Wednesday, February 07, 2007


I have had the worst time lately getting motivated at work. I can't concentrate for any length of time and am only sporadically productive. While this has given me time to be distracted by you-all (blogging) it is certainly not what I am being paid to do.

I am not excited about my work anymore. Not even my impending trips to the middle-east (which could be because they are being pushed back and pushed back) are lighting my fire. I am not sure why - but maybe we'll discover this together.

I have had a tough year. My mother-in-law went into hospice last March and died last December. Laura was gone for 3 months during that time, which had its own consequences. I missed her terribly. I also missed her paycheck. Our finances took a hit as she wasn't paid for the time she was gone. The constant background hum of her mother's condition, when was the end going to be, etc. was there and wore on us both.

Work hasn't been a fun place to be either. We exited a 2 year bankruptcy in August of 2005 being bought by another company. We have (before, during, and after the period of bankruptcy) closed @ 30 plants. That's approximately 13,000 people that have lost jobs. 5 of those plants are (were) in this small town I live in. This company manufactures textiles - sheets, towels, blankets & pillows. In 2000 (before any of these plant closings) we had almost 2 billion dollars in sales. I think last year we had @800,000 - 900,000 in sales. The Corporate offices have been moved from here to New York. 90% of what I do now is in support of sourcing already-manufactured goods from overseas (China, Pakistan, Turkey, etc.). My current project is to get ready for converting a plant we bought in Bahrain over to our systems. We are also installing systems in a plant in Pakistan - this is a joint-venture, not an outright purchase. Within a year or two we will be selling more sourced goods than manufactured goods.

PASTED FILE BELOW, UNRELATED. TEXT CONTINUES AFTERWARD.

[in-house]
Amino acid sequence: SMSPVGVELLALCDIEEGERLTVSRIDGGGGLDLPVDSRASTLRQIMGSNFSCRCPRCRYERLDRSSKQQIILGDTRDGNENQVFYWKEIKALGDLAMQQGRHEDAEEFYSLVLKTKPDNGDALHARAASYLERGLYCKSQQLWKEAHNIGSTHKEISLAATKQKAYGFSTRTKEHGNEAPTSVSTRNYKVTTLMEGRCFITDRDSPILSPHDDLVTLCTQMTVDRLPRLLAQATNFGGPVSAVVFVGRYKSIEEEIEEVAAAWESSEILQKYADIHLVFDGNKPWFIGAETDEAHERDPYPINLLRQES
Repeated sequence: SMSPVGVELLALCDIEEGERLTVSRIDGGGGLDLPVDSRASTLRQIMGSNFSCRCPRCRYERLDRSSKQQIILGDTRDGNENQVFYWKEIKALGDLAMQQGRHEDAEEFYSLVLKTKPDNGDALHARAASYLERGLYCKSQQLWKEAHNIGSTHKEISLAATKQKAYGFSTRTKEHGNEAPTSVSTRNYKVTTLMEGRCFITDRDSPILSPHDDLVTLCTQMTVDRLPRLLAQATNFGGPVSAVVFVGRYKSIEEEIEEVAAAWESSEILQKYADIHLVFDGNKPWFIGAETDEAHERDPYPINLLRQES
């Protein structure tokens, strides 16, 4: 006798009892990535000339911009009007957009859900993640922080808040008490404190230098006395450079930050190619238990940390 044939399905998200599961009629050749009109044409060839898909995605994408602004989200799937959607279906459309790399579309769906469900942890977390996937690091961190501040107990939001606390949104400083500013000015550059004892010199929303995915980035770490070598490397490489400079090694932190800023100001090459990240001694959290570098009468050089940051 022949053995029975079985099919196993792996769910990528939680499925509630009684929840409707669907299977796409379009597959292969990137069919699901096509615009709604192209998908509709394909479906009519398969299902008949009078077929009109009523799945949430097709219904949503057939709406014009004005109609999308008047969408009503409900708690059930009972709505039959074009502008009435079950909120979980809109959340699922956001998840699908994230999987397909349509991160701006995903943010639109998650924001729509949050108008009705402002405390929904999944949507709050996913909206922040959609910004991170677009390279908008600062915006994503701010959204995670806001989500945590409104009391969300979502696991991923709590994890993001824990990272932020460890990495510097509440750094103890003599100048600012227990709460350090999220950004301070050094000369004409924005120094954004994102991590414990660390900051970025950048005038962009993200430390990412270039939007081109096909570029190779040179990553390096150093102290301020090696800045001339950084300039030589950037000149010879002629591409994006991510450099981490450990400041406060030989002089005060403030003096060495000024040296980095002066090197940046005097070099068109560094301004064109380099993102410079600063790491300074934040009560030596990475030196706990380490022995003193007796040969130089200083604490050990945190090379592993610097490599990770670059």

It doesn't help either that the company that bought us has not been in manufacturing before. The man chosen to be our new CEO hates this town, has said aloud that he will never come back to this hick town (hence the move of the corporate function to New York). Almost all of upper management has been replaced with their people and I really think that the new management think we don't know what we're doing and are of no relative value to the company. I was told in no uncertain terms that when I reviewed those reporting to me that there WILL NOT BE anyone rated above meets-requirements. Nor will there be any promotions. "No one working for a company who lost $90 million last year is an above-average performer" and I guess then no one deserves a raise either.

I used to be proud of the company I work for. Everywhere I go, everywhere I shop I looked to see if our sheets/towels are being sold (or used - in hotels). If I saw them, I would point it out to people. I no longer do this. I am trying to be happy to still have a job after all of those who no longer do, but it doesn't do much for me. But, I can't leave in the middle of this huge months-long project either. The man I work for has been my boss (directly and indirectly) since I came to work here and I wouldn't do that to him.